RACHAEL'S CAFE: Rachael Arrives...
Rachael's Cafe is my first play and, as such, getting it ready for its London premiere has been quite a manic whirlwind of firsts. For months it was all go - getting a creative team together, set design, rehearsals, feminisation sessions, press, marketing - all of it was focused and functional. Slowly it took over my life. I was eating, sleeping, breathing the show. The team were great, the actor was transforming before my eyes and, of course, I was in touch regularly with Rachael to discuss ideas and more. But overall it felt very much like my show, my baby. And then, two weeks ago that changed.
Because Rachael arrived. The real Rachael on whom the play is based.
Now, Rachael's not an overbearing presence, she's a very calm, kind and thoughtful individual, but the minute she walked into a rehearsal the entire dynamic changed. I even stopped blogging regularly about the show because, for the first time, I felt like someone else had more to say about it than me!
Two weeks on rehearsals have finished, Press Night is behind us and Rachael's on her way back to America leaving us alone with the play. So it's time for me to reflect on how Rachael's arrival changed everything.
Obviously I know Rachael is a real person, I met her four years ago, I spent two years interviewing her and another year transcribing these interviews and making them into a play. I'm always thinking about her and running ideas by her but hearing her voice or having her in a room has always made a big difference. The first time, in 2011, that our very nervous actor Graham Elwell took to the stage as Rachael at the Edinburgh Fringe it was an international phone call from the lady herself that made him realise it, quite frankly, wasn't about him and consequently put him at ease to just get on with the job!
Two weeks later she arrived in Edinburgh to watch him on stage. It was probably his worst performance as it dawned on him that he was standing in an intimate space, talking to a handful of people telling private stories that belonged to the lady in the front row staring back at him! Again, it was the same presence that had so thrown him that ultimately helped get him back on track. Giving Graham feedback, spending time with him, coming more frequently to the show (but sitting in more hidden positions!), Rachael slowly learned to hand over part of her experiences to Graham and he, in turn, handled them with the utmost honesty and respect on stage.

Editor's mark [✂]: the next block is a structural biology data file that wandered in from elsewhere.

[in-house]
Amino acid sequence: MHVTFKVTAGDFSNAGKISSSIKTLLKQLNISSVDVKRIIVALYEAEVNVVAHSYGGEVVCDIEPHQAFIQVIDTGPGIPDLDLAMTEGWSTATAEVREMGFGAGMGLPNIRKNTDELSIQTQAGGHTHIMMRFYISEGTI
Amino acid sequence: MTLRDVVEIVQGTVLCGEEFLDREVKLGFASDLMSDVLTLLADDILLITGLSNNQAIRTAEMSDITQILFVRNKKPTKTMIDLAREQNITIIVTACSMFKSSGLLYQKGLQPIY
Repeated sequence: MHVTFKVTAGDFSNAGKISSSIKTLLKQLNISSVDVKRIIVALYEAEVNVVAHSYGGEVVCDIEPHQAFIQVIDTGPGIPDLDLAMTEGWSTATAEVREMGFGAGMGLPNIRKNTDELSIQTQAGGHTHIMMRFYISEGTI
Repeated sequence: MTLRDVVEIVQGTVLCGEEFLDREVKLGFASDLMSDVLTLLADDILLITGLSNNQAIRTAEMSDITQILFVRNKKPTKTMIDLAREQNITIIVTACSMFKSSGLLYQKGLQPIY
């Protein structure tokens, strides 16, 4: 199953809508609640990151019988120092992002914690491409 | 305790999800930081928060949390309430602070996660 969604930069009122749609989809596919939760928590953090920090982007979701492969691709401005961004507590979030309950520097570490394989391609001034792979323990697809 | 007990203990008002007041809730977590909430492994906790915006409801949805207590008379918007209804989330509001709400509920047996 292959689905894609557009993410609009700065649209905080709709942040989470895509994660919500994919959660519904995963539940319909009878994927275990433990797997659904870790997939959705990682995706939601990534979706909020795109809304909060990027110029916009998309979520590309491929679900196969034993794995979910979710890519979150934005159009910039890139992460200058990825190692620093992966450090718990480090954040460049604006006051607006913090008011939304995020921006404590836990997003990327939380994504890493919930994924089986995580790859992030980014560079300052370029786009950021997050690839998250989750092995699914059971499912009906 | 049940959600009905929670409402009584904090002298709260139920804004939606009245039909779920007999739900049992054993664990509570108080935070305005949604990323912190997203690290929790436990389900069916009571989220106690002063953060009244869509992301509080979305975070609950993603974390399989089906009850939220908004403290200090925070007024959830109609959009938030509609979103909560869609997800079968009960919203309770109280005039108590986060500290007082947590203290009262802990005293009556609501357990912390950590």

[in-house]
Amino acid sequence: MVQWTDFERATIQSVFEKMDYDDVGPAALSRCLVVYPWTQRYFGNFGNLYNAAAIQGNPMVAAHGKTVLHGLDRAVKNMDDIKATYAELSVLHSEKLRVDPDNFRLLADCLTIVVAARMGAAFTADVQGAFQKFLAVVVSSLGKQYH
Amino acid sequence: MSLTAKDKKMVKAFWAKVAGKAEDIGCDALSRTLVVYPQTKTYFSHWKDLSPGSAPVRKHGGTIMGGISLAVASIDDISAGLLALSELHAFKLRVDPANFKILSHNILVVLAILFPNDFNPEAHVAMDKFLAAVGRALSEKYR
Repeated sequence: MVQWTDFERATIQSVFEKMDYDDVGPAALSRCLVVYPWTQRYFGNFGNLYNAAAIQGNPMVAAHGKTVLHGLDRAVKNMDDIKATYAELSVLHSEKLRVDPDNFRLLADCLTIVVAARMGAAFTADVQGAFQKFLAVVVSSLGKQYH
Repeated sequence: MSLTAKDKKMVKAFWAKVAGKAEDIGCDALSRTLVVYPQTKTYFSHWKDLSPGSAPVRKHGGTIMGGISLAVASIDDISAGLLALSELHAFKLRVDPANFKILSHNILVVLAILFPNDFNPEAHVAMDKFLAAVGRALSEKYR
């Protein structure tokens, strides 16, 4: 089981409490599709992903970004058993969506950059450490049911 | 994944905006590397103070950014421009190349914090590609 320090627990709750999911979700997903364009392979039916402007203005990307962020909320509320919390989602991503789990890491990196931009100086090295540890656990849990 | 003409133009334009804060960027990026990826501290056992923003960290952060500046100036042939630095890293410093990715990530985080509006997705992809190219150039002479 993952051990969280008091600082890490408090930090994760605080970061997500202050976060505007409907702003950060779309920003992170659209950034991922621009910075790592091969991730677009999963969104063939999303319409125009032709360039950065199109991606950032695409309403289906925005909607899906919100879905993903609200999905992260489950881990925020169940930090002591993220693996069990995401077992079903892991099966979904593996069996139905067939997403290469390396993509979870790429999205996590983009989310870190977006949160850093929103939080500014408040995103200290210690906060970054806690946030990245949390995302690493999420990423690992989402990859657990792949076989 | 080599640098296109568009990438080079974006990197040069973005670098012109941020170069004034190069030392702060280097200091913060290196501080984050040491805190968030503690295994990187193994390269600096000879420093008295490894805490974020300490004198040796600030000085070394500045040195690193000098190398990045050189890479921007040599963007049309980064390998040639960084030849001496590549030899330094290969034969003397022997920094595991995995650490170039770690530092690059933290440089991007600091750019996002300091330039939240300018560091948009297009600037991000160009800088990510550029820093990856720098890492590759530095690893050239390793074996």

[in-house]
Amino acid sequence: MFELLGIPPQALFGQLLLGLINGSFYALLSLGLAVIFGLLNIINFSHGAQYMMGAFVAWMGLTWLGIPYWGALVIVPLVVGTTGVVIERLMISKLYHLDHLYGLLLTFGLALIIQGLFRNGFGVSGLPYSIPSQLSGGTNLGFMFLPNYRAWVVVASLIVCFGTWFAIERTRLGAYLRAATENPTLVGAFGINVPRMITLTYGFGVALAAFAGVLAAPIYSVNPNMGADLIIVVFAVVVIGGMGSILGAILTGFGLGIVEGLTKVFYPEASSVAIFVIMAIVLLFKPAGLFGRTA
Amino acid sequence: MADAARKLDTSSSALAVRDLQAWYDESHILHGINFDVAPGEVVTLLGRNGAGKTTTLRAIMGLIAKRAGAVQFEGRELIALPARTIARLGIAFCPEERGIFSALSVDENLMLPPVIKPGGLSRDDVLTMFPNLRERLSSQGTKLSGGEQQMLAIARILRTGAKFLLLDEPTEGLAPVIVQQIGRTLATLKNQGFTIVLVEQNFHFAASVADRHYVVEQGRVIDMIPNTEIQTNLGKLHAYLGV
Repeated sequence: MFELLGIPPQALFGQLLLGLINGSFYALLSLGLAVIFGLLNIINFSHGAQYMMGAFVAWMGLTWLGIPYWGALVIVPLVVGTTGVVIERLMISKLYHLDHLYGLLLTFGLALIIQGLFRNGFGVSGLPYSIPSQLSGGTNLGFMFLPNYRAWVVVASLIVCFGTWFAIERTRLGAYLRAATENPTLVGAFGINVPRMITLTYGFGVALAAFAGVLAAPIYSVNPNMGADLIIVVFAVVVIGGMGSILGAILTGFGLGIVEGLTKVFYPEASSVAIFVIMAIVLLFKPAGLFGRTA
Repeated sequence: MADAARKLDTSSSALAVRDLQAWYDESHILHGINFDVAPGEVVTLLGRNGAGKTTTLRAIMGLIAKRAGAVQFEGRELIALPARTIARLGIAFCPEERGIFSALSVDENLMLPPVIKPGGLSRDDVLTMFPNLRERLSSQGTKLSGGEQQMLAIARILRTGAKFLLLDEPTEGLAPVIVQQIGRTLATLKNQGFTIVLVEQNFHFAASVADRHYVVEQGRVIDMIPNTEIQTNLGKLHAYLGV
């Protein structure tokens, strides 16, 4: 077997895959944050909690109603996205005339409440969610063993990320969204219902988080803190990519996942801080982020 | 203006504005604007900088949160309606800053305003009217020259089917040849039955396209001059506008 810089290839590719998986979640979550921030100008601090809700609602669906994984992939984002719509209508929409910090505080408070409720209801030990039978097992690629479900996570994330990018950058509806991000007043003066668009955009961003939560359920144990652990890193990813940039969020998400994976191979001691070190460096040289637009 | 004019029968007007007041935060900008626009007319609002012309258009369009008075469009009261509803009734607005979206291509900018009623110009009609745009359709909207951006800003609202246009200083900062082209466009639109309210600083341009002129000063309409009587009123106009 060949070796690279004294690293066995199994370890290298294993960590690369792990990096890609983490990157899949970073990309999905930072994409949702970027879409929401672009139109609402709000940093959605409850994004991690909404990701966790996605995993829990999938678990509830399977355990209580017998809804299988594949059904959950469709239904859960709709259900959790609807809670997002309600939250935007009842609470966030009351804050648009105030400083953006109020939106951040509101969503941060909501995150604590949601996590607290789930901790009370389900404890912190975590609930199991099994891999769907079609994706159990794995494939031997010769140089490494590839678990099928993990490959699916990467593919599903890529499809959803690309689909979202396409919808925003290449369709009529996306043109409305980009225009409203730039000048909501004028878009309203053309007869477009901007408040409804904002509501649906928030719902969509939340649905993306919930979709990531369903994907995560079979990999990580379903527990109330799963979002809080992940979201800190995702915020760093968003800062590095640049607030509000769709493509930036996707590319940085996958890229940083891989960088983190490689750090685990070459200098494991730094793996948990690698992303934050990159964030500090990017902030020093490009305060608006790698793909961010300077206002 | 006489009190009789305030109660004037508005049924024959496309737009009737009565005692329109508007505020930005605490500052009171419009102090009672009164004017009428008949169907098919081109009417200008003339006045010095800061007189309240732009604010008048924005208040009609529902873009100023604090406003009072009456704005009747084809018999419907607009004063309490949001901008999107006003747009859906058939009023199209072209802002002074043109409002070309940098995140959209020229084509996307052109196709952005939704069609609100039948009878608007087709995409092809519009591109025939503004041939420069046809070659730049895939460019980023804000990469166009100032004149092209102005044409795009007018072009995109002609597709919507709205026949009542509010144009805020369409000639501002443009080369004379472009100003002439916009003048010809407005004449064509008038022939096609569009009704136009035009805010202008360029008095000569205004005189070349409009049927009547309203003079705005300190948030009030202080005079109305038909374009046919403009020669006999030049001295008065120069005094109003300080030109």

Three years on and it happened all over again! After a four-week rehearsal period we were feeling like we were reaching the pinnacle of our work for the London premiere of the play, we'd built up a comfortable rapport between actor and director and, within seconds of Rachael entering the room, this had shifted remarkably. In my opinion there is nothing that more aptly tests your confidence in your work than the person who it's all about being present. We strove for authenticity more honestly than ever before and we became aware, naturally, of anything that we had created or altered in Rachael's absence. Props, costume and behaviours that felt so authentically hers to us were, in some cases, just memories we'd embellished over time. They didn't always quite strike true when the living, breathing Rachael was in the room.
This wasn't a negative experience by the way; unsettling at times perhaps but there were also plenty of success stories from that day. The first point at which she cracked a smile, the moment she laughed out loud and when she nodded in agreement with something she recognised as her truth, we all breathed a collective sigh of relief. That was when we knew it was going to be okay and, from there, we continued to work together, as a three, until opening night.
RACHAEL'S CAFÉ runs at the Old Red Lion Theatre until Saturday 15 March 2014. For information and tickets visit www.rachaelscafeplay.com